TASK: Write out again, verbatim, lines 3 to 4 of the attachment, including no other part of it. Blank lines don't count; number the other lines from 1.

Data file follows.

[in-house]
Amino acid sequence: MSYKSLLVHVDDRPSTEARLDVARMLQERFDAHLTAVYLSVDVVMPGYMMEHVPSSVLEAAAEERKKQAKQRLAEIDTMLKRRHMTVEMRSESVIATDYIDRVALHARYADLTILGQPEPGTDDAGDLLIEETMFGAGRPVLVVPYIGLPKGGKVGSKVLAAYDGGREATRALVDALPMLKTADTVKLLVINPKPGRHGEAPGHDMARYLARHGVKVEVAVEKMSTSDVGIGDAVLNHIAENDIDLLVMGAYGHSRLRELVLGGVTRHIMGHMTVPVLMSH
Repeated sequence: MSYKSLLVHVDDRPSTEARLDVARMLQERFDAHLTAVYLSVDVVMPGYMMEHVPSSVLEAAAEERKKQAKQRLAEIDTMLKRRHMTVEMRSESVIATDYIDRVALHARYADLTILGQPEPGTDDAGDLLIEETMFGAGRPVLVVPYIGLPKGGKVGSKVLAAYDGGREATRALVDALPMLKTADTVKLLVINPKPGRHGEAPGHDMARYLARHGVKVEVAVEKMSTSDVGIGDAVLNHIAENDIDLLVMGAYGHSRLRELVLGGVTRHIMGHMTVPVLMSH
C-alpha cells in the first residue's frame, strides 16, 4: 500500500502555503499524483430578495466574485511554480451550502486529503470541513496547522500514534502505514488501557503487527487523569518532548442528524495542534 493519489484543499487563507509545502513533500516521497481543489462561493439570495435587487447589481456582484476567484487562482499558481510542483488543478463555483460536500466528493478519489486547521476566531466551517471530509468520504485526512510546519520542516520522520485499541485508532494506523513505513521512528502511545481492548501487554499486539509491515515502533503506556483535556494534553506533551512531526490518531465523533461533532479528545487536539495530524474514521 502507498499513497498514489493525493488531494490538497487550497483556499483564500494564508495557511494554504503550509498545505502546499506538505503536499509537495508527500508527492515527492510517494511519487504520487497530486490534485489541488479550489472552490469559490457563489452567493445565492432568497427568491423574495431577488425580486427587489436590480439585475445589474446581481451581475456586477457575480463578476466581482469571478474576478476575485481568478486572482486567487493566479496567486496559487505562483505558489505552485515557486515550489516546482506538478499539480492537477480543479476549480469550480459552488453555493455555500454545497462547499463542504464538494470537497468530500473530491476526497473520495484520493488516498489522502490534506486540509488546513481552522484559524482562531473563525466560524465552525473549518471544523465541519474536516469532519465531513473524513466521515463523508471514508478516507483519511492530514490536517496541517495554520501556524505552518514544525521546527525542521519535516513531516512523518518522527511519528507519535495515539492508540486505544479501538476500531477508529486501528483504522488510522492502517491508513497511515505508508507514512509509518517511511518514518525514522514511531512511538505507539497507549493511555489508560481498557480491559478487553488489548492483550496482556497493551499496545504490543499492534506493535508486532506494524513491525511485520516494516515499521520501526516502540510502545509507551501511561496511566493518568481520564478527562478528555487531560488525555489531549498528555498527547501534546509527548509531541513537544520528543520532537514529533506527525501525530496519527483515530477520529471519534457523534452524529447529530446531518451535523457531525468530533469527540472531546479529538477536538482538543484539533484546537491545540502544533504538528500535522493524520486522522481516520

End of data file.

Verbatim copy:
Repeated sequence: MSYKSLLVHVDDRPSTEARLDVARMLQERFDAHLTAVYLSVDVVMPGYMMEHVPSSVLEAAAEERKKQAKQRLAEIDTMLKRRHMTVEMRSESVIATDYIDRVALHARYADLTILGQPEPGTDDAGDLLIEETMFGAGRPVLVVPYIGLPKGGKVGSKVLAAYDGGREATRALVDALPMLKTADTVKLLVINPKPGRHGEAPGHDMARYLARHGVKVEVAVEKMSTSDVGIGDAVLNHIAENDIDLLVMGAYGHSRLRELVLGGVTRHIMGHMTVPVLMSH
C-alpha cells in the first residue's frame, strides 16, 4: 500500500502555503499524483430578495466574485511554480451550502486529503470541513496547522500514534502505514488501557503487527487523569518532548442528524495542534 493519489484543499487563507509545502513533500516521497481543489462561493439570495435587487447589481456582484476567484487562482499558481510542483488543478463555483460536500466528493478519489486547521476566531466551517471530509468520504485526512510546519520542516520522520485499541485508532494506523513505513521512528502511545481492548501487554499486539509491515515502533503506556483535556494534553506533551512531526490518531465523533461533532479528545487536539495530524474514521 502507498499513497498514489493525493488531494490538497487550497483556499483564500494564508495557511494554504503550509498545505502546499506538505503536499509537495508527500508527492515527492510517494511519487504520487497530486490534485489541488479550489472552490469559490457563489452567493445565492432568497427568491423574495431577488425580486427587489436590480439585475445589474446581481451581475456586477457575480463578476466581482469571478474576478476575485481568478486572482486567487493566479496567486496559487505562483505558489505552485515557486515550489516546482506538478499539480492537477480543479476549480469550480459552488453555493455555500454545497462547499463542504464538494470537497468530500473530491476526497473520495484520493488516498489522502490534506486540509488546513481552522484559524482562531473563525466560524465552525473549518471544523465541519474536516469532519465531513473524513466521515463523508471514508478516507483519511492530514490536517496541517495554520501556524505552518514544525521546527525542521519535516513531516512523518518522527511519528507519535495515539492508540486505544479501538476500531477508529486501528483504522488510522492502517491508513497511515505508508507514512509509518517511511518514518525514522514511531512511538505507539497507549493511555489508560481498557480491559478487553488489548492483550496482556497493551499496545504490543499492534506493535508486532506494524513491525511485520516494516515499521520501526516502540510502545509507551501511561496511566493518568481520564478527562478528555487531560488525555489531549498528555498527547501534546509527548509531541513537544520528543520532537514529533506527525501525530496519527483515530477520529471519534457523534452524529447529530446531518451535523457531525468530533469527540472531546479529538477536538482538543484539533484546537491545540502544533504538528500535522493524520486522522481516520